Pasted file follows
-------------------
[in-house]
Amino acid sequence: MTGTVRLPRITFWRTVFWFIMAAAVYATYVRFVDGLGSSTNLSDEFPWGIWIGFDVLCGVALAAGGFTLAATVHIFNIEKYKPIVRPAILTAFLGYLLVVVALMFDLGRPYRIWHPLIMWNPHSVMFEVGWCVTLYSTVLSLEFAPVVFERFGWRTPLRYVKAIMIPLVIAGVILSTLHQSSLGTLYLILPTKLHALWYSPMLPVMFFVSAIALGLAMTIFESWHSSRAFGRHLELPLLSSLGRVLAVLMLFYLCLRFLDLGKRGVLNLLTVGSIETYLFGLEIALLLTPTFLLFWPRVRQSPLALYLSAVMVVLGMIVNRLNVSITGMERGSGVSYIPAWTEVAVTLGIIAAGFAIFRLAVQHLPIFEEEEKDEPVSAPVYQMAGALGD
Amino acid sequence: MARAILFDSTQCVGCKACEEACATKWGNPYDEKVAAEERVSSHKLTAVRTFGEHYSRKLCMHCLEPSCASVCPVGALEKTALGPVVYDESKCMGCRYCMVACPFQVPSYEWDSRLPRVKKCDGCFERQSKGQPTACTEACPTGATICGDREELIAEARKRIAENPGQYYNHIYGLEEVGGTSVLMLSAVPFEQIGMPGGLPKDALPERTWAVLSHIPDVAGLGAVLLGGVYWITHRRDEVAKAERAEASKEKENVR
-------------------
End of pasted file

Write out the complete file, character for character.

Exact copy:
[in-house]
Amino acid sequence: MTGTVRLPRITFWRTVFWFIMAAAVYATYVRFVDGLGSSTNLSDEFPWGIWIGFDVLCGVALAAGGFTLAATVHIFNIEKYKPIVRPAILTAFLGYLLVVVALMFDLGRPYRIWHPLIMWNPHSVMFEVGWCVTLYSTVLSLEFAPVVFERFGWRTPLRYVKAIMIPLVIAGVILSTLHQSSLGTLYLILPTKLHALWYSPMLPVMFFVSAIALGLAMTIFESWHSSRAFGRHLELPLLSSLGRVLAVLMLFYLCLRFLDLGKRGVLNLLTVGSIETYLFGLEIALLLTPTFLLFWPRVRQSPLALYLSAVMVVLGMIVNRLNVSITGMERGSGVSYIPAWTEVAVTLGIIAAGFAIFRLAVQHLPIFEEEEKDEPVSAPVYQMAGALGD
Amino acid sequence: MARAILFDSTQCVGCKACEEACATKWGNPYDEKVAAEERVSSHKLTAVRTFGEHYSRKLCMHCLEPSCASVCPVGALEKTALGPVVYDESKCMGCRYCMVACPFQVPSYEWDSRLPRVKKCDGCFERQSKGQPTACTEACPTGATICGDREELIAEARKRIAENPGQYYNHIYGLEEVGGTSVLMLSAVPFEQIGMPGGLPKDALPERTWAVLSHIPDVAGLGAVLLGGVYWITHRRDEVAKAERAEASKEKENVR